BART will double the number of stations with posted elevator attendants in San Francisco starting this week, adding watchful eyes to lifts at Montgomery and Embarcadero stations.
Now every downtown San Francisco station (Civic Center, Powell, Montgomery, and Embarcadero) will have an elevator attendant on duty during BART commute hours.
“Unwanted behavior on the elevators, such as drug use or graffiti, dropped to virtually zero with attendants in place,” the transit agency claims. BART program manger Tim Chan says that “feedback on the elevator attendant program has been overwhelmingly positive.”
In 2018, BART unveiled a pilot program of elevator attendants at Civic Center and Powell Street stations, hoping that having an employee on duty in the conveyance would cut down on problems like graffiti and urination.
The transit agency framed its elevator woes as a homeless-specific problem, saying at the time that “the nationwide homelessness crisis presented transit agencies with a unique set of challenges” and that having someone on duty would “ensure our elevators are usable while also pointing people who need a restroom in the right direction.”
While it seems absurd to go to such lengths to prevent elevator abuse, the program proved successful.
The annual BART rider survey released at the beginning of this year, although marked by wide disapproval of BART in general, found that riders’ happiness with the elevators at Civic Center station leaped from 44 percent to 93 percent after the attendant program started.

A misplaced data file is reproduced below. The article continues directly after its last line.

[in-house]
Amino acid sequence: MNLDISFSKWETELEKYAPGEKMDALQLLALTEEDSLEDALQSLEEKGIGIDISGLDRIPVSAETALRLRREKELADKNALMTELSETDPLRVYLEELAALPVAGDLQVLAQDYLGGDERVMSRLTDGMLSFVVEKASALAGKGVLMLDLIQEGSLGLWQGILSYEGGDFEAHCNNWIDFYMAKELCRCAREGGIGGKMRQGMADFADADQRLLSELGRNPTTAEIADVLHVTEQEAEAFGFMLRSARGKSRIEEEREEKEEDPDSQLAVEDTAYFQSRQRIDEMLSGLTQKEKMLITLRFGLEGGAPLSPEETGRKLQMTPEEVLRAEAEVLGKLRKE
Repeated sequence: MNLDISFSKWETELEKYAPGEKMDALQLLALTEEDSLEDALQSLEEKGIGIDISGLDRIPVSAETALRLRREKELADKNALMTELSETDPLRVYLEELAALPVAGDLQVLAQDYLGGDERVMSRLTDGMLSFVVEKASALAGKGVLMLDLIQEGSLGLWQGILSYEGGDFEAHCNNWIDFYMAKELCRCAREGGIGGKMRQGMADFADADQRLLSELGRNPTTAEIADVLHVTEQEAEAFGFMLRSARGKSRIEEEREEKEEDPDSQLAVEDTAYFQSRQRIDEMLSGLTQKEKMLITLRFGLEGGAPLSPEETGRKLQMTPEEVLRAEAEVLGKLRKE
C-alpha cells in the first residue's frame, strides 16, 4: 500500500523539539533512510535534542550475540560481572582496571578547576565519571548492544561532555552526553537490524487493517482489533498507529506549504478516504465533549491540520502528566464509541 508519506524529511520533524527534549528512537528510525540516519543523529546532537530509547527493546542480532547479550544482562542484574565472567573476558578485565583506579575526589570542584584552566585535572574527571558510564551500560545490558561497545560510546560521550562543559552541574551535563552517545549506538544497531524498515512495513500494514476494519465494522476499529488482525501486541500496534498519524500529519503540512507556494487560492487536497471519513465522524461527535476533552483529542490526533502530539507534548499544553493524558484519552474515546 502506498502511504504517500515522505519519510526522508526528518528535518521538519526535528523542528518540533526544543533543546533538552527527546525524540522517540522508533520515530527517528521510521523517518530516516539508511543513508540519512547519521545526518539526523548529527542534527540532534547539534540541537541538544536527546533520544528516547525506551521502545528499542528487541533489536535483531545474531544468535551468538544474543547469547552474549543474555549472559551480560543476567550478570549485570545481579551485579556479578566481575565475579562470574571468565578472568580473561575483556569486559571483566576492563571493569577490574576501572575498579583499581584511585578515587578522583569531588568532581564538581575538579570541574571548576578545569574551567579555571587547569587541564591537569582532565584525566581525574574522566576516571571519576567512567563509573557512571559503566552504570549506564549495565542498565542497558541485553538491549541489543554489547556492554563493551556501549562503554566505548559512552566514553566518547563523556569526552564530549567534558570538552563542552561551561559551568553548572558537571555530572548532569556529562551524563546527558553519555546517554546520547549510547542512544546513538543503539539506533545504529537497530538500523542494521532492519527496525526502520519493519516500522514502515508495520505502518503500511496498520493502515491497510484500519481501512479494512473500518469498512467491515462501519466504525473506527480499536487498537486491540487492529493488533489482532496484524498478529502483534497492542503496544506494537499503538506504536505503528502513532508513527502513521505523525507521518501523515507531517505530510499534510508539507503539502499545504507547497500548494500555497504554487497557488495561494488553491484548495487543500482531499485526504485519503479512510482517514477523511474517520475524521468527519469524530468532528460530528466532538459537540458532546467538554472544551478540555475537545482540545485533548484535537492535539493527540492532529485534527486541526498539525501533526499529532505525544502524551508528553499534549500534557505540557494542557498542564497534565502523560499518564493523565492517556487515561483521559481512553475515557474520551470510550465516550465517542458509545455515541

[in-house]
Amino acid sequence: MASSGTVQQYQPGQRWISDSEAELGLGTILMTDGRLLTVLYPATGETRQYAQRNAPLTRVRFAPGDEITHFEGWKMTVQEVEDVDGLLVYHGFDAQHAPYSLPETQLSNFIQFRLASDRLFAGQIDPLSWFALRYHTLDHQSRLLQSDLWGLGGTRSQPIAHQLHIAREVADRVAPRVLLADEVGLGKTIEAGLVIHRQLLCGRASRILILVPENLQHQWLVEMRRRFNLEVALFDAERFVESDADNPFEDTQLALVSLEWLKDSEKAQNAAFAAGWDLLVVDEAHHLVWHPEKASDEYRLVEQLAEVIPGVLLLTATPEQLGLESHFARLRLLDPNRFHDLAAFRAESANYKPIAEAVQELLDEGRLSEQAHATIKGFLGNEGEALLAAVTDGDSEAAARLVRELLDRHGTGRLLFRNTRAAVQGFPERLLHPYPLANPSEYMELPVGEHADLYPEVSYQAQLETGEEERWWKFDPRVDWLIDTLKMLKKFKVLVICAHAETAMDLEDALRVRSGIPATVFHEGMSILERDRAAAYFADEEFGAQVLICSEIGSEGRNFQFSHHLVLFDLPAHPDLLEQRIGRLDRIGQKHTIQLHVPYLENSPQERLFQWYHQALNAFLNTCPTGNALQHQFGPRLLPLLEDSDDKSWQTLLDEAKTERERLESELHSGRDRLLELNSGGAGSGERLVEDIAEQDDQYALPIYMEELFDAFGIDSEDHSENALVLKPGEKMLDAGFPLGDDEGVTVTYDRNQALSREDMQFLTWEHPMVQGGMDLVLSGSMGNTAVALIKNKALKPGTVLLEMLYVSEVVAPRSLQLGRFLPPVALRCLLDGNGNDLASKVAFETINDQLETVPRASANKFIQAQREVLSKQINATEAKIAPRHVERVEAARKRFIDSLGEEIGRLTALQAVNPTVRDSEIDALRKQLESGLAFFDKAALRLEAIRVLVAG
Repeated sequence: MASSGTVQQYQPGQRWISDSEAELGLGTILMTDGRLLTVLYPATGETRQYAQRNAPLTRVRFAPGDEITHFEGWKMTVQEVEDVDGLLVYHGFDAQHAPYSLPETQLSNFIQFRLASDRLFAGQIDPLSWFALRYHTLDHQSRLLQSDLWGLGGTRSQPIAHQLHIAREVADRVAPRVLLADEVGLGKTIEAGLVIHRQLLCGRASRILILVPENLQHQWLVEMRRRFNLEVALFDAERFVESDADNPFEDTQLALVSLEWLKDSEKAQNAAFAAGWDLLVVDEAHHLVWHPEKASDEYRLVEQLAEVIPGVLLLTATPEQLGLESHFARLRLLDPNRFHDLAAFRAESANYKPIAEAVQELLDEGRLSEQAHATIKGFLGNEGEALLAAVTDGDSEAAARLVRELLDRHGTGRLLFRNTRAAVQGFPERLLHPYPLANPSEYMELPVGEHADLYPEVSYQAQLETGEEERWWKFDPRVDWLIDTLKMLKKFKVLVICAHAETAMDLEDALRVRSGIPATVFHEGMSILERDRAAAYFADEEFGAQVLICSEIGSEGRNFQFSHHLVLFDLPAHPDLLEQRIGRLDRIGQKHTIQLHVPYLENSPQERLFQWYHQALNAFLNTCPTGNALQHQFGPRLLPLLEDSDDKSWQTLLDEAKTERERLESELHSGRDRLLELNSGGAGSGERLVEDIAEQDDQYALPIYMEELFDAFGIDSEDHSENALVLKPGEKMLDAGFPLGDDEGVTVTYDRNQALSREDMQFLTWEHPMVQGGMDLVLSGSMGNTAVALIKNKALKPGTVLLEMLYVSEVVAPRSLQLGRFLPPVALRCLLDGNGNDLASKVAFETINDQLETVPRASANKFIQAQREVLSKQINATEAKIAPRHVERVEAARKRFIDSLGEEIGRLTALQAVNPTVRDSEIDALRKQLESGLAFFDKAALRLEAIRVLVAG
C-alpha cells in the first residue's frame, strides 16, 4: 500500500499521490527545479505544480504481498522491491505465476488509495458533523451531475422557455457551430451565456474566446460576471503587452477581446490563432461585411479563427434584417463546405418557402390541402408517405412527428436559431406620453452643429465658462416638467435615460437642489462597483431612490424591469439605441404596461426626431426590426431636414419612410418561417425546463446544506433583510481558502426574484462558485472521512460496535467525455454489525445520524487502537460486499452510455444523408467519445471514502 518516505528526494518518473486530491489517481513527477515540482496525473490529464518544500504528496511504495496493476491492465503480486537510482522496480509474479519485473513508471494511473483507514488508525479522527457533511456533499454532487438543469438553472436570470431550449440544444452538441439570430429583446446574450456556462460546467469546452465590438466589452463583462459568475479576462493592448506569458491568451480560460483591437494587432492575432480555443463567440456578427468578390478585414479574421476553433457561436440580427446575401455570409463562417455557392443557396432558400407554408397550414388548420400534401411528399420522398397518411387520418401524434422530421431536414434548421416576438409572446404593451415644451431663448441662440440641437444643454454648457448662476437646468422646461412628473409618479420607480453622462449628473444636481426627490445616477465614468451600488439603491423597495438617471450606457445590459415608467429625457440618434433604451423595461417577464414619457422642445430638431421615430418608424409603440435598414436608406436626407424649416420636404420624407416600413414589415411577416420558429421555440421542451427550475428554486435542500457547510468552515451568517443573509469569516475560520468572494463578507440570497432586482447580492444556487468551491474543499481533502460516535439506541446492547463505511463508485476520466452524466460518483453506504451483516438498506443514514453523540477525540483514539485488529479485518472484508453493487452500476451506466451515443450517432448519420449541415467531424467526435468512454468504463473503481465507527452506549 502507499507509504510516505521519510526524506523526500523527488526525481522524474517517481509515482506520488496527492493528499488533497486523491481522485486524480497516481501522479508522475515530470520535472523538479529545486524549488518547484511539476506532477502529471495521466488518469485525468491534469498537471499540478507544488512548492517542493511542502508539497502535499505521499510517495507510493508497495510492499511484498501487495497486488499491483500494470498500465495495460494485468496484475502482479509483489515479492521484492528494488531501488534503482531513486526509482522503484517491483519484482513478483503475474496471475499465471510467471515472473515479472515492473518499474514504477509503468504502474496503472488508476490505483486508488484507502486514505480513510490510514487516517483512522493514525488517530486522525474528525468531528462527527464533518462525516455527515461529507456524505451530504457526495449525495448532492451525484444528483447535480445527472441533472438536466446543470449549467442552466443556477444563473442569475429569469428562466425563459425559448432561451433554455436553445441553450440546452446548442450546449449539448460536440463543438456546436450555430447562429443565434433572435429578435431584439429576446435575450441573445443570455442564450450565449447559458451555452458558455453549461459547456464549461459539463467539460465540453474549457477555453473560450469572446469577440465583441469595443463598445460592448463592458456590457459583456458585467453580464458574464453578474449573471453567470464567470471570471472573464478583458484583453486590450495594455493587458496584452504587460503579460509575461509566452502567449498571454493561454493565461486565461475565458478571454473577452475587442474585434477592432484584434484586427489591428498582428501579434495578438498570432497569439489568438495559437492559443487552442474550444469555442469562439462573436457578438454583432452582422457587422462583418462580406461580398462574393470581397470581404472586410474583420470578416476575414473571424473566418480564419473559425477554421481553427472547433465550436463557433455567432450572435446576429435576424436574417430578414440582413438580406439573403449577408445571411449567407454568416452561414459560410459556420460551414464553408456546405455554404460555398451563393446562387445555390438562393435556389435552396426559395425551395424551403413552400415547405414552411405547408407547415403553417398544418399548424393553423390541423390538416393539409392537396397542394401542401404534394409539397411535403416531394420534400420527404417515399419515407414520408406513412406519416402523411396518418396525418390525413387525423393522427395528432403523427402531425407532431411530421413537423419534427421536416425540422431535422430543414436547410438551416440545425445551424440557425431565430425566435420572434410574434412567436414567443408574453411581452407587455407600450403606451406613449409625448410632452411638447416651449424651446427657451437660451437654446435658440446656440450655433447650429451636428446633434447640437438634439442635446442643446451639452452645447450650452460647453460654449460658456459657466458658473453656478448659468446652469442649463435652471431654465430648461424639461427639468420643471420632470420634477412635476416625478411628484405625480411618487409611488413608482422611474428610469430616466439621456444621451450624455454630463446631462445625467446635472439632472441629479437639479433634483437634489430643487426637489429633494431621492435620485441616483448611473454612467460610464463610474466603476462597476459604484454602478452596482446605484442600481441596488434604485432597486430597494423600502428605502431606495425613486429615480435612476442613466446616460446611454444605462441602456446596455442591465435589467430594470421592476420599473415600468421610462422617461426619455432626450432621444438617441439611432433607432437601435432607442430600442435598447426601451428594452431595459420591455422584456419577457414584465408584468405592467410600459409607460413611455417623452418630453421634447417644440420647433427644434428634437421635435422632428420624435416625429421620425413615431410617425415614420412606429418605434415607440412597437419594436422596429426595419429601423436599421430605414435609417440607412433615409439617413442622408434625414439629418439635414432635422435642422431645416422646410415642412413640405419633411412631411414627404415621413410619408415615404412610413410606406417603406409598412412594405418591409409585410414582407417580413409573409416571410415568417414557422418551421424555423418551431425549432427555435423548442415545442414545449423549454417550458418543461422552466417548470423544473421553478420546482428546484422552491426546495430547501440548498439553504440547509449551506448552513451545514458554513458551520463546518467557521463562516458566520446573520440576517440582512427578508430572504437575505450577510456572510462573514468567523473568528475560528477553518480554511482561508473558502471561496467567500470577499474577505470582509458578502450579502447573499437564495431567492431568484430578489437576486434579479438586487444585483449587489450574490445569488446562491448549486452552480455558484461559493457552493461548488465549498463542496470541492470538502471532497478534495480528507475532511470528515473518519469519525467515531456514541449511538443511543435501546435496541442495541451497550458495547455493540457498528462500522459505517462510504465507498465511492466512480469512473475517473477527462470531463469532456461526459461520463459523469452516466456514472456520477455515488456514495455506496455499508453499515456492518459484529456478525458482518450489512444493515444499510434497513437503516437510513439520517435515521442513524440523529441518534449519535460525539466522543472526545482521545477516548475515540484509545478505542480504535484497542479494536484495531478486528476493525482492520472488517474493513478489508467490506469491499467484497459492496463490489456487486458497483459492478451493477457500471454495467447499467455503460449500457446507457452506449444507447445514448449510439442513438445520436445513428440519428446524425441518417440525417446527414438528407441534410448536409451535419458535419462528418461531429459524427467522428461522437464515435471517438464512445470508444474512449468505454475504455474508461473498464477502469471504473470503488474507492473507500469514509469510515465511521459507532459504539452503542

BART’s 2018-2019 budget estimated that posting attendants at two stations cost the agency $1.6 million annually. A $2.6 million grant from the Metropolitan Transportation Commission covers the cost of the new station attendants. BART contracts with the Bayview-based nonprofit Urban Alchemy to hire new attendants.
BART has also added new fare gates on the platform level at Montgomery Station so that riders must tag in and out before entering or leaving the elevator.
Prior to fare gates, it was easy to evade payment by simply taking the lift down to the platform without bothering to pay.
Attendants and elevator operators are a fairly common feature in other cities’ transit systems. New York City’s subway, for example, once employed elevator operators throughout its system, but today only a handful remain.